COLUMBUS, Ohio (WCMH) – As K-12 legislation targeting LBGTQ+ students moves through the Ohio Statehouse, the largest lobbying group for Ohio’s public school boards cannot advocate for or against it.

The Ohio School Boards Association, representing more than 700 school boards across the state, can only lobby on issues explicitly outlined in its legislative platform. While its platform includes supporting policy that promotes student success “no matter their race, ethnicity or socioeconomic background,” it does not include advocating for other groups – including the disabled community, LGBTQ+ community and religious minorities.

With proposed state legislation targeting transgender girls on sports teams and banning gender-affirming care for minors, it’s become apparent to some school boards that the OSBA’s platform needs to change.

At its meeting Tuesday, the Columbus City School Board of Education unanimously voted to send a platform amendment to the OSBA declaring the association’s intent to advocate for any and all protected classes. The board joins the Gahanna-Jefferson school board and others across the state asking the OSBA to advocate for students “no matter their race, ethnicity, color, national origin, sex, sexual orientation, gender identity, disability, age, religion, military status, ancestry, genetic information” and all other legally protected categories.

“We’d like to see OSBA able to lobby for legislation that protects all of our students, as we do in our own policies,” Columbus City Schools Board Member Eric Brown told NBC4. “We also oppose legislation – and we want our lobbyists to oppose legislation – that is discriminatory.”

Each year, the OSBA seeks amendments to its legislative platform ahead of the annual delegate assembly. Jennifer Hogue, director of legislative services at OSBA, said in an email that its Legislative Platform Committee reviews all amendments.

The committee, made up of 33 school board members appointed by the OSBA’s five regional executive committees, decides which proposed amendments to advance to the full delegate assembly for consideration in November. Each school board can send one member as its delegate.

“The process for revising the platform is member driven,” Hogue said. “Each step is designed to engage OSBA’s membership.”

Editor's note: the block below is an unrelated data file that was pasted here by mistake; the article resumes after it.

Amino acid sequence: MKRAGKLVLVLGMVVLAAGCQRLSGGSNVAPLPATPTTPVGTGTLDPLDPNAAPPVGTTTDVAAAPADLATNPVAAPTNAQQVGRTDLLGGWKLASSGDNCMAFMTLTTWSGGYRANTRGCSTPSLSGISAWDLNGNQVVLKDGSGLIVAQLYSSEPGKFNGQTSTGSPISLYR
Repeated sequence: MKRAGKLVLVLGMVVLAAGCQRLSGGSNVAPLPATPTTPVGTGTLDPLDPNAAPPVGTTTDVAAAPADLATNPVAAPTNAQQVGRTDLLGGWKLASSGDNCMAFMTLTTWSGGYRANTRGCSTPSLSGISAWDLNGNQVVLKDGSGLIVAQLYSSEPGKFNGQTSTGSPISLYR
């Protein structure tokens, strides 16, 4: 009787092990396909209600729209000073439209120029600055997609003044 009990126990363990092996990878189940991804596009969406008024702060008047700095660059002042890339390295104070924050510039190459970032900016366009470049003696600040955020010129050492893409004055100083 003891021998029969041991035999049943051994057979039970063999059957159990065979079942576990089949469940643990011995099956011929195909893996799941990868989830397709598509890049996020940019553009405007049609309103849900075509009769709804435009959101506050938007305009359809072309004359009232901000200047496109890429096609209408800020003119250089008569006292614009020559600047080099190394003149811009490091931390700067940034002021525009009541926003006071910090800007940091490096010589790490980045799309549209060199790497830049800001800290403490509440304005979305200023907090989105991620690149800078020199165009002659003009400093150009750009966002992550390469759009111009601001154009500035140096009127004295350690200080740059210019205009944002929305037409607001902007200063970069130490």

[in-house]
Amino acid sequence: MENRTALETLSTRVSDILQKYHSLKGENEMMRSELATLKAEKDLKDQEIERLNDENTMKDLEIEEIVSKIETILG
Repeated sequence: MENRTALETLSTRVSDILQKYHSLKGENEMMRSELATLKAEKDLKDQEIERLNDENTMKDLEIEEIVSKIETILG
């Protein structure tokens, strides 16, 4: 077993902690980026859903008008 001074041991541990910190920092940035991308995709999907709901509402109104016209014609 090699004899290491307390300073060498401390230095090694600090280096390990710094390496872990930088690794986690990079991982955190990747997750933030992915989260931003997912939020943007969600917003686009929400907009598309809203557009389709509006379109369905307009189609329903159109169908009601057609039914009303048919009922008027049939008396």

In 2021, the OSBA delegate assembly reviewed an amendment to add gender identity and sexual orientation to the legislative platform, but it failed to surpass the necessary threshold of 75% of votes. Opposition is something Brown and other board members are prepared for – but they still hope for otherwise.

“There’s nothing that should be controversial – at least not in our view,” Brown said.

Brown, President Jennifer Adair and other Columbus board members have testified on legislation in the statehouse impacting K-12 education. Brown noted the power in individual testimony – especially by citizens – but said the OSBA’s lobbying efforts can be impactful, as it speaks as the unified voice of hundreds of public school boards. 

“But if there’s an issue that divides school districts, then it’s unlikely that they’re going to be able to lobby effectively,” Brown said.

Brown said he’s spoken with board members across Ohio who intend to submit the amendment to the OSBA. The Gahanna-Jefferson Public Schools Board of Education intends to send such a resolution to the OSBA, according to March 16 meeting materials.

Gahanna-Jefferson School Board President Beryl Brown Piccolantonio said, like Columbus City Schools, Gahanna-Jefferson wants to see its own policies represented in the OSBA platform. After watching the 2021 amendment fail, she said it became more important to her that OSBA expand its advocacy to protect more marginalized communities.

“This is a group of people who are public servants, who serve their school districts, and it is our job to protect every single student,” Piccolantonio said.

School boards have until May 31 to submit legislative platform amendments to the OSBA. The Legislative Platform Committee meets in August.